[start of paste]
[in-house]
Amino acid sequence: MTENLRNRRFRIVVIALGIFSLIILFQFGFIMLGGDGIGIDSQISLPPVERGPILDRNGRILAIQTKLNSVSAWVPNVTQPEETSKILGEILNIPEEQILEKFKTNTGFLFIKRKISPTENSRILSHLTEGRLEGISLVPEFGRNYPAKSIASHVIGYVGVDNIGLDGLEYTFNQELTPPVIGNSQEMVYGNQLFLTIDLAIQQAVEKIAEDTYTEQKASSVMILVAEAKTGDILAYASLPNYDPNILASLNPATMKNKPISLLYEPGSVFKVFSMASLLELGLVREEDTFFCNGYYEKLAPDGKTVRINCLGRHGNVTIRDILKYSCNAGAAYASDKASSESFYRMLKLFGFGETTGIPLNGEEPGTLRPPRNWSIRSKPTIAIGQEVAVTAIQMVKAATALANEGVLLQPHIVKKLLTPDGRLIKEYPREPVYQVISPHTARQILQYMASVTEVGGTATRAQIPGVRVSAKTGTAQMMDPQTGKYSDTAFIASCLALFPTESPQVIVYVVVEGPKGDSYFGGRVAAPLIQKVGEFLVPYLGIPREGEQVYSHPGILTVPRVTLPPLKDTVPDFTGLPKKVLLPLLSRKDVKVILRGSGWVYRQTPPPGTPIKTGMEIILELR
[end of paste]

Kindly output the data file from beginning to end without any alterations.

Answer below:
[in-house]
Amino acid sequence: MTENLRNRRFRIVVIALGIFSLIILFQFGFIMLGGDGIGIDSQISLPPVERGPILDRNGRILAIQTKLNSVSAWVPNVTQPEETSKILGEILNIPEEQILEKFKTNTGFLFIKRKISPTENSRILSHLTEGRLEGISLVPEFGRNYPAKSIASHVIGYVGVDNIGLDGLEYTFNQELTPPVIGNSQEMVYGNQLFLTIDLAIQQAVEKIAEDTYTEQKASSVMILVAEAKTGDILAYASLPNYDPNILASLNPATMKNKPISLLYEPGSVFKVFSMASLLELGLVREEDTFFCNGYYEKLAPDGKTVRINCLGRHGNVTIRDILKYSCNAGAAYASDKASSESFYRMLKLFGFGETTGIPLNGEEPGTLRPPRNWSIRSKPTIAIGQEVAVTAIQMVKAATALANEGVLLQPHIVKKLLTPDGRLIKEYPREPVYQVISPHTARQILQYMASVTEVGGTATRAQIPGVRVSAKTGTAQMMDPQTGKYSDTAFIASCLALFPTESPQVIVYVVVEGPKGDSYFGGRVAAPLIQKVGEFLVPYLGIPREGEQVYSHPGILTVPRVTLPPLKDTVPDFTGLPKKVLLPLLSRKDVKVILRGSGWVYRQTPPPGTPIKTGMEIILELR